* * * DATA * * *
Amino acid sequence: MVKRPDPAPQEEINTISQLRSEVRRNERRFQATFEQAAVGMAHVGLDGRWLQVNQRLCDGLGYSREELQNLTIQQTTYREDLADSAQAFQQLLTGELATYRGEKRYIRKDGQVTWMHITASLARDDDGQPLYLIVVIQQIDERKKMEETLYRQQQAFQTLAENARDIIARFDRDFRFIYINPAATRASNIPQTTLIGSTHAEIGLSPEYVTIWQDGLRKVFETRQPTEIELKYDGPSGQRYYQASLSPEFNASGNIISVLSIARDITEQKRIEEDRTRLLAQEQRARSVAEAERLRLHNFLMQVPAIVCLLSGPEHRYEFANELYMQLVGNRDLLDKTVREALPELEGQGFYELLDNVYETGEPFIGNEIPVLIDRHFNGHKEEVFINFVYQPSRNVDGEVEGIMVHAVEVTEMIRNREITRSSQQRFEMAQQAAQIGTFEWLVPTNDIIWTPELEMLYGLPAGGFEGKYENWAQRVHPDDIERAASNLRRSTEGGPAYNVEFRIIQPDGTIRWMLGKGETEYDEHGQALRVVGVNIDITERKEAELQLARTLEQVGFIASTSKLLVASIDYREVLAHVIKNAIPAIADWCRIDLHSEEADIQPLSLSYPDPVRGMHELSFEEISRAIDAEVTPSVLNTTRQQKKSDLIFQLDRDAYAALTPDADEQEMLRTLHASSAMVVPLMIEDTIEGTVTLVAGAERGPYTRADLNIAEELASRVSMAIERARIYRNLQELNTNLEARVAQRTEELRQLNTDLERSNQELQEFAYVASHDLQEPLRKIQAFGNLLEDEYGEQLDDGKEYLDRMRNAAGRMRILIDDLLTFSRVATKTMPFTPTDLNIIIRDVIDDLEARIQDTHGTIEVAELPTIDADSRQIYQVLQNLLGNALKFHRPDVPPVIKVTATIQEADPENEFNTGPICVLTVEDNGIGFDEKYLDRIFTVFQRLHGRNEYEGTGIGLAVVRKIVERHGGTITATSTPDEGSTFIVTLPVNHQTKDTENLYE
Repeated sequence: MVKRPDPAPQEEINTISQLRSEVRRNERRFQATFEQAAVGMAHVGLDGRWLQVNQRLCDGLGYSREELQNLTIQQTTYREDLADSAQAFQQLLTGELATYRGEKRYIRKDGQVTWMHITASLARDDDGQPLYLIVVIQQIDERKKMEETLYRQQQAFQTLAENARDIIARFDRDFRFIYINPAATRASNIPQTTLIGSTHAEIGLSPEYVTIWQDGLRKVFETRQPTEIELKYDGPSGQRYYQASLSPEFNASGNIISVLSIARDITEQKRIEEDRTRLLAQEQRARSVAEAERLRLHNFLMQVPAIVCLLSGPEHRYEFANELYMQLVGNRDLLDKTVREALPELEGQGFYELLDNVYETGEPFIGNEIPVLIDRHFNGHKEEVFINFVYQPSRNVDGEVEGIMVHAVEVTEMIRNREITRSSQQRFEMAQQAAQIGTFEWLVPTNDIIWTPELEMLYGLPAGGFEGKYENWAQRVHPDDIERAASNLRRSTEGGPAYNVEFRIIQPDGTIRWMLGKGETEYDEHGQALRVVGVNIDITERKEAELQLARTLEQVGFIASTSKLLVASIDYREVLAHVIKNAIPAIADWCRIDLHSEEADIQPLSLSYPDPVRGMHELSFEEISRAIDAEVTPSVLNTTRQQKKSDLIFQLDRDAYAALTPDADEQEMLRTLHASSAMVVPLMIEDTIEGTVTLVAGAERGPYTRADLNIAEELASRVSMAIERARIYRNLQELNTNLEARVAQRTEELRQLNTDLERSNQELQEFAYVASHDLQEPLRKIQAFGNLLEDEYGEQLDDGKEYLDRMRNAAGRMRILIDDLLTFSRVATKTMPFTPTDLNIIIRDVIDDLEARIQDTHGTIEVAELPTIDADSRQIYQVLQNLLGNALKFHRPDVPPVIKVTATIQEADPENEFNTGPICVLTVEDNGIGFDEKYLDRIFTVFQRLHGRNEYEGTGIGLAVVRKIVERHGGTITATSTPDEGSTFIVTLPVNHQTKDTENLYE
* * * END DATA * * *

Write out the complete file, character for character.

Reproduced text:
Amino acid sequence: MVKRPDPAPQEEINTISQLRSEVRRNERRFQATFEQAAVGMAHVGLDGRWLQVNQRLCDGLGYSREELQNLTIQQTTYREDLADSAQAFQQLLTGELATYRGEKRYIRKDGQVTWMHITASLARDDDGQPLYLIVVIQQIDERKKMEETLYRQQQAFQTLAENARDIIARFDRDFRFIYINPAATRASNIPQTTLIGSTHAEIGLSPEYVTIWQDGLRKVFETRQPTEIELKYDGPSGQRYYQASLSPEFNASGNIISVLSIARDITEQKRIEEDRTRLLAQEQRARSVAEAERLRLHNFLMQVPAIVCLLSGPEHRYEFANELYMQLVGNRDLLDKTVREALPELEGQGFYELLDNVYETGEPFIGNEIPVLIDRHFNGHKEEVFINFVYQPSRNVDGEVEGIMVHAVEVTEMIRNREITRSSQQRFEMAQQAAQIGTFEWLVPTNDIIWTPELEMLYGLPAGGFEGKYENWAQRVHPDDIERAASNLRRSTEGGPAYNVEFRIIQPDGTIRWMLGKGETEYDEHGQALRVVGVNIDITERKEAELQLARTLEQVGFIASTSKLLVASIDYREVLAHVIKNAIPAIADWCRIDLHSEEADIQPLSLSYPDPVRGMHELSFEEISRAIDAEVTPSVLNTTRQQKKSDLIFQLDRDAYAALTPDADEQEMLRTLHASSAMVVPLMIEDTIEGTVTLVAGAERGPYTRADLNIAEELASRVSMAIERARIYRNLQELNTNLEARVAQRTEELRQLNTDLERSNQELQEFAYVASHDLQEPLRKIQAFGNLLEDEYGEQLDDGKEYLDRMRNAAGRMRILIDDLLTFSRVATKTMPFTPTDLNIIIRDVIDDLEARIQDTHGTIEVAELPTIDADSRQIYQVLQNLLGNALKFHRPDVPPVIKVTATIQEADPENEFNTGPICVLTVEDNGIGFDEKYLDRIFTVFQRLHGRNEYEGTGIGLAVVRKIVERHGGTITATSTPDEGSTFIVTLPVNHQTKDTENLYE
Repeated sequence: MVKRPDPAPQEEINTISQLRSEVRRNERRFQATFEQAAVGMAHVGLDGRWLQVNQRLCDGLGYSREELQNLTIQQTTYREDLADSAQAFQQLLTGELATYRGEKRYIRKDGQVTWMHITASLARDDDGQPLYLIVVIQQIDERKKMEETLYRQQQAFQTLAENARDIIARFDRDFRFIYINPAATRASNIPQTTLIGSTHAEIGLSPEYVTIWQDGLRKVFETRQPTEIELKYDGPSGQRYYQASLSPEFNASGNIISVLSIARDITEQKRIEEDRTRLLAQEQRARSVAEAERLRLHNFLMQVPAIVCLLSGPEHRYEFANELYMQLVGNRDLLDKTVREALPELEGQGFYELLDNVYETGEPFIGNEIPVLIDRHFNGHKEEVFINFVYQPSRNVDGEVEGIMVHAVEVTEMIRNREITRSSQQRFEMAQQAAQIGTFEWLVPTNDIIWTPELEMLYGLPAGGFEGKYENWAQRVHPDDIERAASNLRRSTEGGPAYNVEFRIIQPDGTIRWMLGKGETEYDEHGQALRVVGVNIDITERKEAELQLARTLEQVGFIASTSKLLVASIDYREVLAHVIKNAIPAIADWCRIDLHSEEADIQPLSLSYPDPVRGMHELSFEEISRAIDAEVTPSVLNTTRQQKKSDLIFQLDRDAYAALTPDADEQEMLRTLHASSAMVVPLMIEDTIEGTVTLVAGAERGPYTRADLNIAEELASRVSMAIERARIYRNLQELNTNLEARVAQRTEELRQLNTDLERSNQELQEFAYVASHDLQEPLRKIQAFGNLLEDEYGEQLDDGKEYLDRMRNAAGRMRILIDDLLTFSRVATKTMPFTPTDLNIIIRDVIDDLEARIQDTHGTIEVAELPTIDADSRQIYQVLQNLLGNALKFHRPDVPPVIKVTATIQEADPENEFNTGPICVLTVEDNGIGFDEKYLDRIFTVFQRLHGRNEYEGTGIGLAVVRKIVERHGGTITATSTPDEGSTFIVTLPVNHQTKDTENLYE